Author: Aziz Abdel-Qader
- Circuit Breakers Could Be Coming to Crypto–But Will they Be Effective? | Finance Magnates
- Cryptocurrency trading Guide for an NRI | Complete Guide
- bitFlyer’s Annual Crypto-Confidence Index Reveals: Confidence in Cryptocurrency Increases Across European Populations Year-on-Year Despite COVID-19 Pandemic
Circuit Breakers Could Be Coming to Crypto–But Will they Be Effective? | Finance Magnates
As the bones of the economic structures that our societies rely on have been laid bare, the fragility of the global economic ecosystem has been revealed. This is particularly true for novel markets that don’t have ‘circuit breakers’ and other protections in place that many traditional markets do: in particular, cryptocurrency.
The Most Diverse Audience to Date at FMLS 2020 – Where Finance Meets Innovation
Indeed, perhaps more than in most traditional markets–or at least, in unique ways–the economic fallout from the coronavirus has dealt a number of blows to crypto: at times, prices cliff-dived; the trading frenzy that ensued revealed vulnerabilities in the trading infrastructure that crypto holders rely on.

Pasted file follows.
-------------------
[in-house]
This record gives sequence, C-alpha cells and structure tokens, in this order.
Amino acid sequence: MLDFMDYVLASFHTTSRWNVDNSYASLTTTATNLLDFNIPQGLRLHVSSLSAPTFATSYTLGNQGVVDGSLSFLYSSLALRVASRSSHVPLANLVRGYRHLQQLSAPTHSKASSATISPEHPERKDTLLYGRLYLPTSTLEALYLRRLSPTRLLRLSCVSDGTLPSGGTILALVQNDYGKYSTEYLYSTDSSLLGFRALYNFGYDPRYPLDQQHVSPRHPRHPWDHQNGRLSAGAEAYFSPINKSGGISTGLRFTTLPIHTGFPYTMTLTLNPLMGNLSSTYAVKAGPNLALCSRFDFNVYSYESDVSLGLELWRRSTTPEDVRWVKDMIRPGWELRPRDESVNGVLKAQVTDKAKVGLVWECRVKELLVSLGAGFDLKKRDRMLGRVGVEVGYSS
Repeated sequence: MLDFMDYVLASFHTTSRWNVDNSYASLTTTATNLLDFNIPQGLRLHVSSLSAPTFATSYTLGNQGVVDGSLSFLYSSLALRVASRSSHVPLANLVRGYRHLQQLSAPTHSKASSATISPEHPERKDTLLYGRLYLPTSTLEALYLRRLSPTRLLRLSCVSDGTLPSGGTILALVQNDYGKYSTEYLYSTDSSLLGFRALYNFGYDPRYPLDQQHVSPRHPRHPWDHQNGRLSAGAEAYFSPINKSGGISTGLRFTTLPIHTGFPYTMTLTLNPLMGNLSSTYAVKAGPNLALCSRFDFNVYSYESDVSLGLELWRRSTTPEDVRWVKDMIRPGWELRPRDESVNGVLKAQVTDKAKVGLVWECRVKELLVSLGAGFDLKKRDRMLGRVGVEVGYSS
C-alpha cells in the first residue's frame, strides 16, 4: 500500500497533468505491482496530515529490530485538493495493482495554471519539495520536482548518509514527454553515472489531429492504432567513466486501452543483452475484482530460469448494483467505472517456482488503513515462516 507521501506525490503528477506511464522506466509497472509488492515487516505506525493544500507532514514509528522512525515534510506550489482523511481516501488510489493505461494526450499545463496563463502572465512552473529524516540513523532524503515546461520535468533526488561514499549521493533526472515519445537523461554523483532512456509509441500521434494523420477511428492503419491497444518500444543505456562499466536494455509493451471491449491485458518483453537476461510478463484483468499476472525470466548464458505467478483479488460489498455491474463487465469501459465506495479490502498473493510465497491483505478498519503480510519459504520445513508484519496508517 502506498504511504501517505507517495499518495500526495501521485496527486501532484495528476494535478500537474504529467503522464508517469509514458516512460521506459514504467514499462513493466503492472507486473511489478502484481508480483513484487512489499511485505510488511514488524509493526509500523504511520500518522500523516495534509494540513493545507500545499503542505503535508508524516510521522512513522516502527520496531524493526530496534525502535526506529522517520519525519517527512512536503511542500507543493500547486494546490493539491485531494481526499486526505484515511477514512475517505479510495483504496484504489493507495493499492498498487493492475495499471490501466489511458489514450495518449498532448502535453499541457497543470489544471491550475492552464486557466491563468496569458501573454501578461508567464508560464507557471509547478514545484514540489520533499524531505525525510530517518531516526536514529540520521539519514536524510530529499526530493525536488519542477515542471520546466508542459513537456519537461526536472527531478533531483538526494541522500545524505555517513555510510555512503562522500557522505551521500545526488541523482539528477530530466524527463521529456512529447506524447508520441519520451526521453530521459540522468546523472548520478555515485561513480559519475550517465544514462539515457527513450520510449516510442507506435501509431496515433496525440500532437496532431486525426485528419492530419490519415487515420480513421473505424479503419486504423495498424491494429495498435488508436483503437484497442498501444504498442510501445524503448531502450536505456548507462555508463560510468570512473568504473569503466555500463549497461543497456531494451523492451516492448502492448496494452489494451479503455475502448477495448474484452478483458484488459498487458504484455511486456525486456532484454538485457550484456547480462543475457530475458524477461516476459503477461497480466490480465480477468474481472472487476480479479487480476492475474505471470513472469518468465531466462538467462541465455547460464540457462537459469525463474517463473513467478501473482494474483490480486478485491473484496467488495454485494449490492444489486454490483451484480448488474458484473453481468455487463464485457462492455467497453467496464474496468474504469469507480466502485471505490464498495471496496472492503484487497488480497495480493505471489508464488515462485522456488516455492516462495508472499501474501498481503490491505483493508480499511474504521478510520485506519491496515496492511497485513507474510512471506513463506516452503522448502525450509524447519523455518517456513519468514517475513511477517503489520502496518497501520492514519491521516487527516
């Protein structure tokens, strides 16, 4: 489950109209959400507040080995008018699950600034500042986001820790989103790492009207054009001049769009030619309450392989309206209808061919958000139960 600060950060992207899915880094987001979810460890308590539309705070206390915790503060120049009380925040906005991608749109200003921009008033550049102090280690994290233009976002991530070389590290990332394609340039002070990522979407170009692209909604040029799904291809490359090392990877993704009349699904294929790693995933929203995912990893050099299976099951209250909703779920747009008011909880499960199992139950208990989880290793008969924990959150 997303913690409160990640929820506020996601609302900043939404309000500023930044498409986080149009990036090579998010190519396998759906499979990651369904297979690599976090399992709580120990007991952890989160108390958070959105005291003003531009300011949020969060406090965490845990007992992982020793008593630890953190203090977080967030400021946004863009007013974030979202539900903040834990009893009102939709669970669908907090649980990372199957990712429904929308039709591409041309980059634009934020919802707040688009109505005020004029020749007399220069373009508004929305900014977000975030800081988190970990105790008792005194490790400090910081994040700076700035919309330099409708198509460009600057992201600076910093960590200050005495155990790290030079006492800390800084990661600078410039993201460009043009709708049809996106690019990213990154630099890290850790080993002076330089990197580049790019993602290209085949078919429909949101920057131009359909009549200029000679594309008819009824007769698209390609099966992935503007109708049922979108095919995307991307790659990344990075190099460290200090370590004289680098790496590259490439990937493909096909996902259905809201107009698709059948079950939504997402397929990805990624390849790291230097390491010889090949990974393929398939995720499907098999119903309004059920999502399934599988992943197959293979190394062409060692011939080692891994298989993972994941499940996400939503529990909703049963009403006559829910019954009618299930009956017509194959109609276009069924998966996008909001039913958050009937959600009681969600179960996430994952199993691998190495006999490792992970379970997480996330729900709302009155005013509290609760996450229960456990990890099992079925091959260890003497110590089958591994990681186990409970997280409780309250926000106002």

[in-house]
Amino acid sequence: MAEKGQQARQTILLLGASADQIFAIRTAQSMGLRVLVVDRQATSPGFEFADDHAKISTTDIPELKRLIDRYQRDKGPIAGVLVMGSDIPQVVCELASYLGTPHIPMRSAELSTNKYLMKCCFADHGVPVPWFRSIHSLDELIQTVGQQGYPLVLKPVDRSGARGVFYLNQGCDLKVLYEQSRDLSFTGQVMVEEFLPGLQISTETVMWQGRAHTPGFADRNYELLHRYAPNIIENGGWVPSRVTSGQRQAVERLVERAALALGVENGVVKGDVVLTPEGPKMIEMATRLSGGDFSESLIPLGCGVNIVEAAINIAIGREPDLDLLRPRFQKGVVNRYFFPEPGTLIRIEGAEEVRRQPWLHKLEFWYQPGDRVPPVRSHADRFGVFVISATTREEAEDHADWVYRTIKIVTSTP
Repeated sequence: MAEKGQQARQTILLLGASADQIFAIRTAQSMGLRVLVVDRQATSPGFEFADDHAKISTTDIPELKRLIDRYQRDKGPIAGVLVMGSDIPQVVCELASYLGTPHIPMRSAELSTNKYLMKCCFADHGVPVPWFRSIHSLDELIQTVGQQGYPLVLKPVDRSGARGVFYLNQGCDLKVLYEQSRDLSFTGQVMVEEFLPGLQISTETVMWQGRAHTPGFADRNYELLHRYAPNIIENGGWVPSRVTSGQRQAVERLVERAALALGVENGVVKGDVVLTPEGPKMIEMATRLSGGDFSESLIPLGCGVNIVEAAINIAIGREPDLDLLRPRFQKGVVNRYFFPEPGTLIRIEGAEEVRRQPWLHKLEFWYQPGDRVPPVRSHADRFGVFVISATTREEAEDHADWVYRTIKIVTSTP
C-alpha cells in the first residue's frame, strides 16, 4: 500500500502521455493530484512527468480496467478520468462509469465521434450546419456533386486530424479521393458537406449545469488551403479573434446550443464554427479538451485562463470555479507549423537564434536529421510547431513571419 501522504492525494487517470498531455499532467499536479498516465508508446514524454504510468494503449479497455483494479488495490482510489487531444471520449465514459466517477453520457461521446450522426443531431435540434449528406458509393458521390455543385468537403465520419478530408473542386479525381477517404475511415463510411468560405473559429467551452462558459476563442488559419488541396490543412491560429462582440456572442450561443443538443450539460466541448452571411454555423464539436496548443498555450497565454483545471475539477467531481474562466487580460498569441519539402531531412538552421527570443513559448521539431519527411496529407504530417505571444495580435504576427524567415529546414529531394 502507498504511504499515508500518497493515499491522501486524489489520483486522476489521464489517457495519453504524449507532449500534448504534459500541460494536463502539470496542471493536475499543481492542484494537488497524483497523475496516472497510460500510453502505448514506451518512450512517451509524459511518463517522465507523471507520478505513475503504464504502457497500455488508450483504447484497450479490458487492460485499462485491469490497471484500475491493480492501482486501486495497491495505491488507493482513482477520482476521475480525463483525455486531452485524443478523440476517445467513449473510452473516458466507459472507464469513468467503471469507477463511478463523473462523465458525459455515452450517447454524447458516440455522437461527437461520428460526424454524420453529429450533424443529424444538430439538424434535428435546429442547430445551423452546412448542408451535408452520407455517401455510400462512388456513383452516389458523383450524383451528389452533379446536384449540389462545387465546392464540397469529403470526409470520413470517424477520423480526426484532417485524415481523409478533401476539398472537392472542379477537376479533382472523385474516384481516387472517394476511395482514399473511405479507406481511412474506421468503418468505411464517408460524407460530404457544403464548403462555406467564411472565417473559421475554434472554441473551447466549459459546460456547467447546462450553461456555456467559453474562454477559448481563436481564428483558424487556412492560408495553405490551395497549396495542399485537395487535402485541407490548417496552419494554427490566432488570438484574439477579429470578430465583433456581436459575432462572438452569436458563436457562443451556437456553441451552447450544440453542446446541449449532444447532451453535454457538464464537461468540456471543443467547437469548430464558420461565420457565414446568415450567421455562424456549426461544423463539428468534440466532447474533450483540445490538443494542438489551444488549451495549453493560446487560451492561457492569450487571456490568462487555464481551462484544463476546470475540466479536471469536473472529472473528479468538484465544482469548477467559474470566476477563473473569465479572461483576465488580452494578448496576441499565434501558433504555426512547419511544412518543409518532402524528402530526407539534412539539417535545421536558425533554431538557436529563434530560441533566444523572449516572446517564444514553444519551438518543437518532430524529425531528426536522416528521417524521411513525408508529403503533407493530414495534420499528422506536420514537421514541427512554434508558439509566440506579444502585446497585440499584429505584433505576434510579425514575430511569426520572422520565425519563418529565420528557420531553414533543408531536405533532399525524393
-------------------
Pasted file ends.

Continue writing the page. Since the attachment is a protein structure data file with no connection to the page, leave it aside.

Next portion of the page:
Of course, the economic havoc that the coronavirus wreaked was certainly not unique to crypto: when financial markets began to react to the coronavirus, cryptocurrency prices were (at times) less volatile than, for example, oil prices.
Still, the chaos that the coronavirus has wrought on crypto has ignited an important debate in the cryptocurrency sphere: should crypto markets have circuit breakers or other, similar protections in place? And indeed, is their eventual presence on cryptocurrency exchanges an inevitability?
In a way, the very concept of protections like circuit breakers goes against the written or unwritten law of the cryptocurrency ethos–many cryptocurrency traders and community members are ardent advocates of a truly “free” crypto market.
Pankaj Balani, chief executive of cryptocurrency derivatives trading platform Delta Exchange, told Finance Magnates that indeed, “having a blanket protection such as a circuit breaker is at odds with the core belief of a free market and that of a demand-supply driven price discovery–ideas that are quite popular in the crypto community.”
Additionally, Jose Llisterri, co-founder of cryptocurrency derivatives exchange Interdax, echoed Balani’s sentiments–he told Finance Magnates that in his view, “there should not be protections in place, so crypto can continue to operate as a truly free market, purely driven by supply and demand.”
“Putting circuit breakers in place violates this principle, as there’s always one side of a particular trade that is adversely affected by a pause in trading,” he explained.